While a shooter attacked the YouTube headquarters in California last Tuesday, the Judiciary Committee of the Connecticut General Assembly elected to advance legislation that would ban so-called bump stocks and “ghost guns” to the full assembly for a final vote.

The bill to ban bump stocks, a device used in the deadly Las Vegas shooting last October that allows rifles to fire hundreds of shots a minute, attracted bipartisan support and was approved by an overwhelming margin of 36–5. But legislators found less consensus, voting 25–16, in their efforts to ban “ghost guns,” which are assembled from purchased firearm parts without serial numbers, making them difficult for authorities to trace.

As the issue of gun control came to the forefront of national discourse following a spate of mass shootings in recent months, including one at Marjory Stoneman Douglas High School in Florida, the two bills received heightened attention from government officials, advocacy groups and local residents. A March 23 hearing on the bills ran for more than 10 hours, and over 300 people submitted written testimony. In last Tuesday’s debate, legislators were quick to note the urgency of the moment.

“It is remarkable that as we debate this bill, there is an active shooter incident currently taking place at the YouTube world headquarter in California,” Judiciary Committee Vice Chair State Rep. Steven Stafstrom, D-Bridgeport, said as he urged his colleagues to support the bills. “It is high time this legislature acted. I hope that this committee will set a bipartisan path and show the nation how we can work together to improve our gun laws.”

Despite the overwhelming support reflected in the final vote tally, some Republicans expressed reservations about the bump stock ban. Rep. Prasad Srinivasan, R-Glastonbury, voted for the bill but questioned the adequacy of the legislation in stemming gun violence. He noted that Connecticut already has some of the strictest gun laws in the nation and said he was disappointed that other aspects of the issue, such as school safety and mental health, went unaddressed.

The “ghost gun” ban attracted stronger opposition from Republican legislators. State Rep. Doug Dubitsky, R-Chaplin, who voted against both measures, accused Democrats of “demonizing” gun owners, who he said are mostly law-abiding citizens. He emphasized that many people assemble their own guns safely and, he criticized the bill as vague and impractical, noting that even pipes and rubber bands can be used as firearm parts.

“They are our neighbors. They are people we know from the PTA. They are soccer moms, rape victims and entrepreneurs,” Dubitsky said. “They are not racist, right-wing militia. They shouldn’t be blamed every time some crazy idiot kills somebody.”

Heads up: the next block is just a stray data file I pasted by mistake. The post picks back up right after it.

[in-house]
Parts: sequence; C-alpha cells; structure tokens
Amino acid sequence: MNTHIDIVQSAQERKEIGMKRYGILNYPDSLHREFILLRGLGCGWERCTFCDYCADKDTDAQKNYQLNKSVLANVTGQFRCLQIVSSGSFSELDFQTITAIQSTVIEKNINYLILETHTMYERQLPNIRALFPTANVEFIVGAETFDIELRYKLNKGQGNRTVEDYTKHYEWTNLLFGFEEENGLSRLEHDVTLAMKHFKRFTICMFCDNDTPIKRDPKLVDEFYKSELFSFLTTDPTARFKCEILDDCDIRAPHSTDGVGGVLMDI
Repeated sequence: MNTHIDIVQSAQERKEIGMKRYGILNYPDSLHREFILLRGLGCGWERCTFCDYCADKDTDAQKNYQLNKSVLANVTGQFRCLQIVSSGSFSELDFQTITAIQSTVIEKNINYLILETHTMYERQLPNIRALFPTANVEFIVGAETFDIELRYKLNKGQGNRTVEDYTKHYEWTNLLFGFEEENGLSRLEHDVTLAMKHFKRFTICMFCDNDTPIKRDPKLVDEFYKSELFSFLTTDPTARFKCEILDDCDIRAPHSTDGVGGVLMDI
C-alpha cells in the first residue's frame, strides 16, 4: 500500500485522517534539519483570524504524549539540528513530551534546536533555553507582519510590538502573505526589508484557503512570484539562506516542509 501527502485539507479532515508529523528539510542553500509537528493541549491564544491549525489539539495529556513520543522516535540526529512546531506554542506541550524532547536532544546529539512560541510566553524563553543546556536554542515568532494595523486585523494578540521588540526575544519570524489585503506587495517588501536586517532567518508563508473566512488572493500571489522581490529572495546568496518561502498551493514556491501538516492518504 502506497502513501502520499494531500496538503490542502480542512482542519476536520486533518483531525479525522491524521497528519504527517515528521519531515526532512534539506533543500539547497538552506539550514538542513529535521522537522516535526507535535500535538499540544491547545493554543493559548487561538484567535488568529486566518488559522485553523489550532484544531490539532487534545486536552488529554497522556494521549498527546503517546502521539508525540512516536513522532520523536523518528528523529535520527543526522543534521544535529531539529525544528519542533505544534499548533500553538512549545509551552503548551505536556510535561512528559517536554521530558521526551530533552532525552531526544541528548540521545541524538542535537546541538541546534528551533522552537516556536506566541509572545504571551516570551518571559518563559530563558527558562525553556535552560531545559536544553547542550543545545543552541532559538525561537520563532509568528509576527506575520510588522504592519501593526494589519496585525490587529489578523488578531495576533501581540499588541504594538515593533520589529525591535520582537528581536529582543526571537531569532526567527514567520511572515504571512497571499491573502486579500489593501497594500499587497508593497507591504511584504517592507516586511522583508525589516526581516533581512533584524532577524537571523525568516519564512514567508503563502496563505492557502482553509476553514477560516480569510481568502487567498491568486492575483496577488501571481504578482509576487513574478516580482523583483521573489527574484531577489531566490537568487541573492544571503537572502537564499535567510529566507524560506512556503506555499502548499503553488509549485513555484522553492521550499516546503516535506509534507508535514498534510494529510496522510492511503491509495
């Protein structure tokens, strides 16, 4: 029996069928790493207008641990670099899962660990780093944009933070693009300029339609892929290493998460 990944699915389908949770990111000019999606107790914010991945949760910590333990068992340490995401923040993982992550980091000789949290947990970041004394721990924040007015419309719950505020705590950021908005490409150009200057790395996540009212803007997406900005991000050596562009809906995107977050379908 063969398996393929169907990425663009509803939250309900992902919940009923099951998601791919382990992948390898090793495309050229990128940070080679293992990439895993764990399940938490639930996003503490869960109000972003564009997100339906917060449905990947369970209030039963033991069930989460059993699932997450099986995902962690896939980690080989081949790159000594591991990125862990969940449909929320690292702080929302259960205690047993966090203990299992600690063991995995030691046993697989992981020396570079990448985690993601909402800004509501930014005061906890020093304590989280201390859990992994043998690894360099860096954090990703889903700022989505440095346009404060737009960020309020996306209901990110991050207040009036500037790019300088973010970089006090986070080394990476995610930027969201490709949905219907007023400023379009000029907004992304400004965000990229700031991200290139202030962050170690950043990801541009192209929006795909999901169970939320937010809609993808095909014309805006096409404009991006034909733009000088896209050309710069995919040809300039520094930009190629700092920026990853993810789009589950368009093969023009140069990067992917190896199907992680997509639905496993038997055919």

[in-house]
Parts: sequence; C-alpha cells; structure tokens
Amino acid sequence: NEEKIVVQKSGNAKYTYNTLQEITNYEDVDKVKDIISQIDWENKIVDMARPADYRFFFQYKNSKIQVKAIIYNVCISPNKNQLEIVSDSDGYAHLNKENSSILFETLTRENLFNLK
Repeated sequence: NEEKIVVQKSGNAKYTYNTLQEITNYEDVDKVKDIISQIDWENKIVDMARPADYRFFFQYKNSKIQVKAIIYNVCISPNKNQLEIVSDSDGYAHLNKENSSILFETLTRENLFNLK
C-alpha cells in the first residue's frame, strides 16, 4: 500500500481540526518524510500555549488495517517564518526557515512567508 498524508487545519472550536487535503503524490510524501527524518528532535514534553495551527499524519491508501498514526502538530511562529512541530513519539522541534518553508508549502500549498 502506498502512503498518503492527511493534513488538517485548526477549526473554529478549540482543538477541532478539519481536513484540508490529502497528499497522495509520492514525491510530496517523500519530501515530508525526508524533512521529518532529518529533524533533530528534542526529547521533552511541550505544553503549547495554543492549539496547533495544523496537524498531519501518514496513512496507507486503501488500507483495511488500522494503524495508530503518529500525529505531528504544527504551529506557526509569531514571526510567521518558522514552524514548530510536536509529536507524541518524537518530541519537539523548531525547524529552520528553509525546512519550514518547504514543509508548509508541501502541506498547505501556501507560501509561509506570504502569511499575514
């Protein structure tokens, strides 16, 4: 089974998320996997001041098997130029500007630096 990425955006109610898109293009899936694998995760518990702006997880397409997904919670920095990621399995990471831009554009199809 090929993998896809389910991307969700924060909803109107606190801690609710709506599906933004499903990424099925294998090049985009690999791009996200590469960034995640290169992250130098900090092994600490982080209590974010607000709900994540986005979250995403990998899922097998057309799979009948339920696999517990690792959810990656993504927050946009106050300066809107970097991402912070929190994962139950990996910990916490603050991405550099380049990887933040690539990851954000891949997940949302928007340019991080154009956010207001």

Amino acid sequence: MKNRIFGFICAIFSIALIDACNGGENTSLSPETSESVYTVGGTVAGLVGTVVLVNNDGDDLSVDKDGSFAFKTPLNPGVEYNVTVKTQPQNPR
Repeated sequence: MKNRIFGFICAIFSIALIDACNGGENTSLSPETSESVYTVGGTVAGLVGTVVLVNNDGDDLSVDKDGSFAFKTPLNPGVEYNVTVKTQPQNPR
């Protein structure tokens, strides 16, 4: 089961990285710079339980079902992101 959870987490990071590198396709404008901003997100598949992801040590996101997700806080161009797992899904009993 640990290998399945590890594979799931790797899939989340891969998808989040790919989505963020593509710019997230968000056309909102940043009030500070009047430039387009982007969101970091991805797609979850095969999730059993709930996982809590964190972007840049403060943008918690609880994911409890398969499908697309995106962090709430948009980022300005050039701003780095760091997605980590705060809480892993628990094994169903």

State Rep. Robyn Porter, D-New Haven, challenged the characterization that gun control is an “emotional” issue. She pointed out that many perpetrators of recent mass shootings acquired their guns legally, signaling a need to tighten firearm regulations. While gun violence cannot be solved solely by the proposed bills, Porter said, research has shown that such measures are helpful.

Jeremy Stein, executive director of Connecticut Against Gun Violence, emphasized that the “ghost gun” ban merely requires background checks for online-purchased gun kits rather than prohibiting people from “do-it-yourselves.” He predicted that both bans will eventually pass in the General Assembly, though more work is needed to rally public support and iron out glitches in the “ghost gun” bill.

“With the ghost gun, it wasn’t so much that people disagree with the law but that we need to get the language correct,” Stein said. “So that we are restricting exactly what we are trying to restrict instead of [having] unintended circumstances.”

Gov. Dannel Malloy praised the passage of the bump stock ban in a April 3 written statement, calling it “a step in the right direction” and “the definition of common sense.” He criticized some Republicans for voting in line with the National Rifle Association’s position and said that in several states, including Massachusetts and Florida, similar bills have been approved by the legislature and signed by Republican governors.

Other groups that do not focus primarily on firearm regulations also chimed in on the legislation’s advancement. The Connecticut Voices for Children submitted testimony supporting the bans on bump stocks and “ghost guns.” Karen Siegel, the group’s health policy fellow, said that while the organization’s main research areas are not related to gun control, they felt the legislation would have a significant impact on the welfare of Connecticut children. She said the ban on “ghost guns” would close loopholes for acquiring guns without a permit and would help curb gun violence, citing research that found Connecticut’s existing permit law has reduced firearm-related deaths by 40 percent over 10 years compared to other states.

“In the United States [gun violence] is definitely an epidemic. It is among the top five causes of injury-related deaths” Siegel said. “So it becomes a concern for us because it directly impacts the health and well-being of Connecticut children and parents.”

Malcolm Tang | jiawei.tang@yale.edu